Serious injuries in women who have received vaginal mesh implants for the treatment of pelvic organ prolapse (POP) have spurred two medical groups to issue a joint statement saying that the mesh should only be used vaginally on high-risk women for whom the benefit may justify the risk.
The joint statement was issued by the American College of Obstetricians and Gynecologists (The College) and the American Urogynecologic Society (AUGS) just weeks after an expert panel for the Food and Drug Administration (FDA) held a hearing to investigate the safety of the devices and whether they should be banned. The committee raised concerns about the safety of the products but fell short of recommending their removal from the market.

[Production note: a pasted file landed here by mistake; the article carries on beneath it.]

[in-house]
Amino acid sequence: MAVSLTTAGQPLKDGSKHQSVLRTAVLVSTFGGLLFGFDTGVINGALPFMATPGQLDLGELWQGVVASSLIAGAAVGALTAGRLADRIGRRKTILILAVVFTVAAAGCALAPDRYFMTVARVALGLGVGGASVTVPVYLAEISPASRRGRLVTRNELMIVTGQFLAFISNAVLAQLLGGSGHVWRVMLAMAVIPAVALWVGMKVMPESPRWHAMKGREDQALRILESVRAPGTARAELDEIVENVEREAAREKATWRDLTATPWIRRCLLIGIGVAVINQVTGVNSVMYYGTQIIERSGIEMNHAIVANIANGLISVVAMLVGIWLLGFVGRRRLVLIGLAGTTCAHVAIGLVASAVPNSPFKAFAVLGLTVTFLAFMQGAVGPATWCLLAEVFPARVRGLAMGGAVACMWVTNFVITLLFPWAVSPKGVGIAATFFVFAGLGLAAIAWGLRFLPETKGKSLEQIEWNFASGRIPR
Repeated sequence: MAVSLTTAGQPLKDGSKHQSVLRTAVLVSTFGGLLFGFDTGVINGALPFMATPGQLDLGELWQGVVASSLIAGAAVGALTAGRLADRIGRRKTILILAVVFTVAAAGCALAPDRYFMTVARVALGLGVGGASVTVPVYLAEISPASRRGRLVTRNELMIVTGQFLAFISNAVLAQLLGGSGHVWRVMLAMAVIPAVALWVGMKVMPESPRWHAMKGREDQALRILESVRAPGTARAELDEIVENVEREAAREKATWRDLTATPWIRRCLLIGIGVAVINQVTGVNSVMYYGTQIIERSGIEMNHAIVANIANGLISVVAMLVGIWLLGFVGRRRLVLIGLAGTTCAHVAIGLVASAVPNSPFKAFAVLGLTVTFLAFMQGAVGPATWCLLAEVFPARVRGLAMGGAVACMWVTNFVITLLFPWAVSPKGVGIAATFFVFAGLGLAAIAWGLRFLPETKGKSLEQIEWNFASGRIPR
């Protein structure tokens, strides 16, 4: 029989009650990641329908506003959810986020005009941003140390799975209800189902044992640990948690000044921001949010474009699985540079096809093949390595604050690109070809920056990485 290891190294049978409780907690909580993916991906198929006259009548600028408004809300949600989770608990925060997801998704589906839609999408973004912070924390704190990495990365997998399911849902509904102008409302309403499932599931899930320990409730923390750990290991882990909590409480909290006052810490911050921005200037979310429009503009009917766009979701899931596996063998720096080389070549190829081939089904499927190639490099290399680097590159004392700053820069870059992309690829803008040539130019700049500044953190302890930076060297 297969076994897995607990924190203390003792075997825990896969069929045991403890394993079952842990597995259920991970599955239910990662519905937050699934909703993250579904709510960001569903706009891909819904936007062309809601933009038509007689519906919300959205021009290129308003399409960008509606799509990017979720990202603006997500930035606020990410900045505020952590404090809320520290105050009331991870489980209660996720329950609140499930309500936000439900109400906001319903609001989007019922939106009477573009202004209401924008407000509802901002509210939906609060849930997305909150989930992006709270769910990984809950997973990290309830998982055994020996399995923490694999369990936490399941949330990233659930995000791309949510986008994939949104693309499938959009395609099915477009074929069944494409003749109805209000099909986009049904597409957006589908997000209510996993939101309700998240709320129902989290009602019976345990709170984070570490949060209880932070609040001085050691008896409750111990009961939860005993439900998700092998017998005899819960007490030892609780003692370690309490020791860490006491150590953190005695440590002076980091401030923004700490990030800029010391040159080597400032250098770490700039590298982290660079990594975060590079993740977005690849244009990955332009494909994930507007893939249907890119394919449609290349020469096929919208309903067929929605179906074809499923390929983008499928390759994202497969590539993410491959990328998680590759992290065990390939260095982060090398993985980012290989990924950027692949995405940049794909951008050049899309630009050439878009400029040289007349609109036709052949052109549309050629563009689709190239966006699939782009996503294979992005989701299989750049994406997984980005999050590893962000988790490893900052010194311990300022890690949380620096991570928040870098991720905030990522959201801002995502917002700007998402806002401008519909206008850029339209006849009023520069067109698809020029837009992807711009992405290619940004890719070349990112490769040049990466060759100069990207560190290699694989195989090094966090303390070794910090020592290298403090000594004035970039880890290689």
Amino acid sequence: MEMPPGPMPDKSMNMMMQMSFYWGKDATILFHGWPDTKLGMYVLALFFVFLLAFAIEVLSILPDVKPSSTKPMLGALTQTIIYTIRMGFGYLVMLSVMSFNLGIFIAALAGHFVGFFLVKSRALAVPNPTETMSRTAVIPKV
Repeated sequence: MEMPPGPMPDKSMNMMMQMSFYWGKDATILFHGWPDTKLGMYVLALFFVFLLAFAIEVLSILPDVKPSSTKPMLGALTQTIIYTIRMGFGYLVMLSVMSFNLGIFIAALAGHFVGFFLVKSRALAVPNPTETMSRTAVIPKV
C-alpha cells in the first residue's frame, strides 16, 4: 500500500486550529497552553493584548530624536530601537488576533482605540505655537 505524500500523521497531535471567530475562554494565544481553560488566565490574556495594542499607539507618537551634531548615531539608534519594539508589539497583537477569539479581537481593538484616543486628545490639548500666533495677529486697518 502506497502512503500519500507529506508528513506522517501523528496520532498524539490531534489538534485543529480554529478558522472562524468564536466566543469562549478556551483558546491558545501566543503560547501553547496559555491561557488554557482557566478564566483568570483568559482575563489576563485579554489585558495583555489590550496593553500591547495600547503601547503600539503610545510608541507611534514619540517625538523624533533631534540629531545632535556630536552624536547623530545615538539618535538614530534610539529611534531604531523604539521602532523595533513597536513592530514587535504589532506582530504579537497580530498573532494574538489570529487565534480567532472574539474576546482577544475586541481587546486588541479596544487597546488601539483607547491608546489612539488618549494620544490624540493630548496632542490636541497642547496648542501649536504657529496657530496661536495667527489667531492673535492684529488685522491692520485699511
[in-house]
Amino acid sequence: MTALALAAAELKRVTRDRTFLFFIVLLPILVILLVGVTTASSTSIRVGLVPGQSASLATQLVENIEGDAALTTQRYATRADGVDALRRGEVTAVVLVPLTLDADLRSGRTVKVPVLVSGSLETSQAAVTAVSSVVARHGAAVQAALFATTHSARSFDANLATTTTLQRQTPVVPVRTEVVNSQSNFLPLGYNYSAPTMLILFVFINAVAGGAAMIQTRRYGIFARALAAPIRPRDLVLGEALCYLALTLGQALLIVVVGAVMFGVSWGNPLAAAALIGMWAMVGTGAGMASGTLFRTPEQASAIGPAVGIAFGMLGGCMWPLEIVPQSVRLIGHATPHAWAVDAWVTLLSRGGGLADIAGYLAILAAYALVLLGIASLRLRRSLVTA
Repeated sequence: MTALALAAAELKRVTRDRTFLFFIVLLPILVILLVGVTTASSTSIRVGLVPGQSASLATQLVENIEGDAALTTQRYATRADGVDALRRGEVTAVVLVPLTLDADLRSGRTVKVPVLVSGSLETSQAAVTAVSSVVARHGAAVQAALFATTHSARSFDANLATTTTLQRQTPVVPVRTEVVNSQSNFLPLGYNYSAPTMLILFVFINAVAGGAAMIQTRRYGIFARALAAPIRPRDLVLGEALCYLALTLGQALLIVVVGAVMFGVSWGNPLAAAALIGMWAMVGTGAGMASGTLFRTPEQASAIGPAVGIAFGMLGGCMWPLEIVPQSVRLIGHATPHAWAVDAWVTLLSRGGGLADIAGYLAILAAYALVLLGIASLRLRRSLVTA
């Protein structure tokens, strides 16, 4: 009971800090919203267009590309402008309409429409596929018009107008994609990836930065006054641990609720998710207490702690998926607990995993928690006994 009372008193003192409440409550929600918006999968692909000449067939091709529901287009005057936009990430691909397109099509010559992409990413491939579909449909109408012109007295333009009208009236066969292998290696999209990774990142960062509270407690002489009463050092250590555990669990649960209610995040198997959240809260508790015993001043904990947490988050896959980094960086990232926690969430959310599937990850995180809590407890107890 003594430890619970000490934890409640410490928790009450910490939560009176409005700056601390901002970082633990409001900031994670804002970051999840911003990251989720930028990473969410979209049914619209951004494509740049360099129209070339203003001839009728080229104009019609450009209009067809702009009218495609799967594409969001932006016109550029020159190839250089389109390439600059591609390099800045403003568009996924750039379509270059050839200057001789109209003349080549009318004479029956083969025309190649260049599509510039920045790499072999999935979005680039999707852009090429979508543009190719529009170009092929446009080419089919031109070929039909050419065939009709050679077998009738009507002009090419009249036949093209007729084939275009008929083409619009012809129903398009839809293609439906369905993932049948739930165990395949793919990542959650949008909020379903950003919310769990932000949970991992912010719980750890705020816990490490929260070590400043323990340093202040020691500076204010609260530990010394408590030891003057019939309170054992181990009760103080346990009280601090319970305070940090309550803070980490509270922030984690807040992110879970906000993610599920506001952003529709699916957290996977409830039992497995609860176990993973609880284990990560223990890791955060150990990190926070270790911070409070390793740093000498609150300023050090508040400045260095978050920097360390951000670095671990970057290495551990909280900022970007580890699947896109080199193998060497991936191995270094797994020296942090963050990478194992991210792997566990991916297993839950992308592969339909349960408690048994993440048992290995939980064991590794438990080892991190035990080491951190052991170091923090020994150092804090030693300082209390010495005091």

“Although many patients have no complications from surgical mesh placed vaginally, a small but significant group experience permanent and life-altering problems, including pelvic pain and painful sexual intercourse because the mesh erodes through the vaginal wall,” said Dr. Cheryl B. Iglesia, former chair of The College’s Committee on Gynecologic Practice.
“Unfortunately, some women will continue having pain even after corrective surgery because complete removal of the mesh may not be possible. For this reason, it’s important to understand that, in many cases, POP can be successfully treated without mesh and women and their doctors really need to weigh the risks and benefits before deciding on a course of action.”
In July 2011, the FDA issued a Safety Communication saying the mesh was a continuous serious concern with nearly 4,000 complaints about the mesh since 2005, with the number more than doubling in the past two years. Given the growing number of adverse event reports, The College and AUGS also recommended that a national registry be developed in order to track outcomes for all current and future patients who receive vaginal mesh implants for the repair of pelvic floor disorders.
Source: Health Central